President Obama's new proposal for corporate tax reform has good bones. But even if Republican lawmakers were prepared to give it a fair hearing, which is doubtful, the plan risks giving away too much to business at the expense of urgent national needs.
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The proposal is based on a valid principle: Reduce business tax rates and broaden the tax base by closing unproductive loopholes and ending wasteful subsidies. The President would cut the top corporate tax rate from 35 percent to 28 percent, bringing it close to the average rate in the nations with which America competes most closely. The top rate for manufacturers would fall to 25 percent.
At the same time, Mr. Obama would eliminate a broad range of tax breaks. He proposes a minimum tax on foreign earnings to prevent U.S. corporations from sheltering profits by assigning them to operations in other countries where tax rates are lower. Unnecessary federal subsidies for such things as corporate jets and oil and natural-gas exploration would be gone.
Yet while the President says he expects his proposal to be "revenue neutral," it isn't clear that the loophole-closing measures he proposes would raise enough money to offset the revenue loss from cutting the tax rate. The administration says it is looking at other reforms that would raise more revenue -- and would be resisted even more vehemently by business lobbies -- but isn't committing to them.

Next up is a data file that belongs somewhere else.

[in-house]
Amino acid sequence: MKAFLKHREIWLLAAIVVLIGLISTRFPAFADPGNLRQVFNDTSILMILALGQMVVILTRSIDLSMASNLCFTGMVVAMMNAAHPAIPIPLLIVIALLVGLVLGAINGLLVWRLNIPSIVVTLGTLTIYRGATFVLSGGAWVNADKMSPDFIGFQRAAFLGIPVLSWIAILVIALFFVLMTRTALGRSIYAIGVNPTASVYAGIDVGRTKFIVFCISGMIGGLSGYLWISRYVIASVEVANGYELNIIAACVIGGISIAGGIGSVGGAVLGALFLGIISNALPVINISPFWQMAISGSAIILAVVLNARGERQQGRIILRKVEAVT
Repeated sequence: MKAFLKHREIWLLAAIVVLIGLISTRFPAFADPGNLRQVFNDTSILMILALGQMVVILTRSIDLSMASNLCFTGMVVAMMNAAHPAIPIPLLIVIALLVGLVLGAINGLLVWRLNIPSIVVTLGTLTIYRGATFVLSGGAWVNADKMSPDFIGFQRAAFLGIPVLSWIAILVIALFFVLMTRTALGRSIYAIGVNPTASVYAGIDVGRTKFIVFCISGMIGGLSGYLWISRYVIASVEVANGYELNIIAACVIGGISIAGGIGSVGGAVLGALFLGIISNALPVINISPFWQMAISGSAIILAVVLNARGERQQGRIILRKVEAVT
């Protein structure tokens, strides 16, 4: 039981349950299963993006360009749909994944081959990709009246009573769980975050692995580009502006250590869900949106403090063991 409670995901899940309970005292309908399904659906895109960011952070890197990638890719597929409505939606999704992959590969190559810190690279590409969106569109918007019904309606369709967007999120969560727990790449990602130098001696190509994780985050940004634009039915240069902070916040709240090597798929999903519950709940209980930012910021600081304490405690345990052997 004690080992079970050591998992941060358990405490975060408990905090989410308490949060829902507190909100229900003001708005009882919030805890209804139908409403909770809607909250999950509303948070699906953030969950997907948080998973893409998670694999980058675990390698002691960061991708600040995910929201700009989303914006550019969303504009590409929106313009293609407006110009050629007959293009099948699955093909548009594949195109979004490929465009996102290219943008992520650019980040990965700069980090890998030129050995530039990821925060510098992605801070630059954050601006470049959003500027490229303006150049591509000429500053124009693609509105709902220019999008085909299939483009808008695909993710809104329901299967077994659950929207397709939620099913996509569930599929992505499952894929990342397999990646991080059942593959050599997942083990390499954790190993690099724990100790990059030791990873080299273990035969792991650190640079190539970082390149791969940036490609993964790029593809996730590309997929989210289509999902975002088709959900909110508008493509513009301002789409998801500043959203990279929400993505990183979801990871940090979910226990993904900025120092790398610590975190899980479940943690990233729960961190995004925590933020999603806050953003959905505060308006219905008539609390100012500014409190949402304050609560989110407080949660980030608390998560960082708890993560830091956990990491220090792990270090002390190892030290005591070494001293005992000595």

That raises the prospect that the White House plan could increase the deficit or force the nation to skimp on needed federal investment in such things as public education, health care, and infrastructure repair. Such an outcome would contradict the vital agenda the President has articulated.
Former U.S. Labor Secretary Robert Reich notes that corporate federal tax payments as a percentage of profits are at their lowest level in four decades. He adds that corporate taxes now account for 10 percent of total federal tax revenues -- down from 32 percent in 1953, when Republican Dwight Eisenhower was president. So the option of expecting business to pay more, within the context of overall tax reform, should not be off the table.
Republican legislative leaders and presidential candidates are all for cutting the corporate tax rate as the President advocates, and demand even lower rates. But they don't identify which tax breaks, if any, they are prepared to eliminate in return.
Many of them argue that closing loopholes is the equivalent of raising taxes -- a position supported by the Washington lobbyists who zealously protect those generous breaks for their corporate clients. In some cases, GOP lawmakers even would provide new opportunities for corporate tax avoidance.
America surely needs a simpler, more competitive, more efficient system of taxing corporations, to enable businesses to plan more effectively. But the system also needs to treat all industries and companies equitably, and to raise tax revenue from business in a way that also is fair to individual taxpayers and adequately addresses national priorities.
President Obama's proposal offers a good foundation, but no more than that, for beginning the debate on corporate tax reform. A comprehensive tax plan will need more balance, and much greater detail.
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